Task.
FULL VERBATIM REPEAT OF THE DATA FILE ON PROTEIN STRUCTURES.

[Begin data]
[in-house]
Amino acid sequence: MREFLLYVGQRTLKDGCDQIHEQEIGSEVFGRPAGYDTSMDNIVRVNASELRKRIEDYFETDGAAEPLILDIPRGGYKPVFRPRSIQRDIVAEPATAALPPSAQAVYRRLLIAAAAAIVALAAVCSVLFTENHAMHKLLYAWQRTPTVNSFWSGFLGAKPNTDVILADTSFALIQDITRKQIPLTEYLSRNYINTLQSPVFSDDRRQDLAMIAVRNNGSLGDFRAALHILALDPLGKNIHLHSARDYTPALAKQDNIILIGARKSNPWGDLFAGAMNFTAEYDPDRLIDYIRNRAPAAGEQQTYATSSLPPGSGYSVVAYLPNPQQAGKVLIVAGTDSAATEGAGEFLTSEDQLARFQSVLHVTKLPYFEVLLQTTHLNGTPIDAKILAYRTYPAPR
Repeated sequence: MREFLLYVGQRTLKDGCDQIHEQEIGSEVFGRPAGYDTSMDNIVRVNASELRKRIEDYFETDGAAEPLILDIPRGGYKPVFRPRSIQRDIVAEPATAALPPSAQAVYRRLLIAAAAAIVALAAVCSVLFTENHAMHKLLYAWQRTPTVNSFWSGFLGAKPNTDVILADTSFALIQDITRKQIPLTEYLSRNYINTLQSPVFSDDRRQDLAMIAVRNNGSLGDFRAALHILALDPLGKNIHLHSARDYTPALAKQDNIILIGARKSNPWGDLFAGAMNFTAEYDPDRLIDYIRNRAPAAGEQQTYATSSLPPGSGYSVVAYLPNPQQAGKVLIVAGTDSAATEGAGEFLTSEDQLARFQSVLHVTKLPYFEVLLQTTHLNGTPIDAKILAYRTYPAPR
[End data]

[in-house]
Amino acid sequence: MREFLLYVGQRTLKDGCDQIHEQEIGSEVFGRPAGYDTSMDNIVRVNASELRKRIEDYFETDGAAEPLILDIPRGGYKPVFRPRSIQRDIVAEPATAALPPSAQAVYRRLLIAAAAAIVALAAVCSVLFTENHAMHKLLYAWQRTPTVNSFWSGFLGAKPNTDVILADTSFALIQDITRKQIPLTEYLSRNYINTLQSPVFSDDRRQDLAMIAVRNNGSLGDFRAALHILALDPLGKNIHLHSARDYTPALAKQDNIILIGARKSNPWGDLFAGAMNFTAEYDPDRLIDYIRNRAPAAGEQQTYATSSLPPGSGYSVVAYLPNPQQAGKVLIVAGTDSAATEGAGEFLTSEDQLARFQSVLHVTKLPYFEVLLQTTHLNGTPIDAKILAYRTYPAPR
Repeated sequence: MREFLLYVGQRTLKDGCDQIHEQEIGSEVFGRPAGYDTSMDNIVRVNASELRKRIEDYFETDGAAEPLILDIPRGGYKPVFRPRSIQRDIVAEPATAALPPSAQAVYRRLLIAAAAAIVALAAVCSVLFTENHAMHKLLYAWQRTPTVNSFWSGFLGAKPNTDVILADTSFALIQDITRKQIPLTEYLSRNYINTLQSPVFSDDRRQDLAMIAVRNNGSLGDFRAALHILALDPLGKNIHLHSARDYTPALAKQDNIILIGARKSNPWGDLFAGAMNFTAEYDPDRLIDYIRNRAPAAGEQQTYATSSLPPGSGYSVVAYLPNPQQAGKVLIVAGTDSAATEGAGEFLTSEDQLARFQSVLHVTKLPYFEVLLQTTHLNGTPIDAKILAYRTYPAPR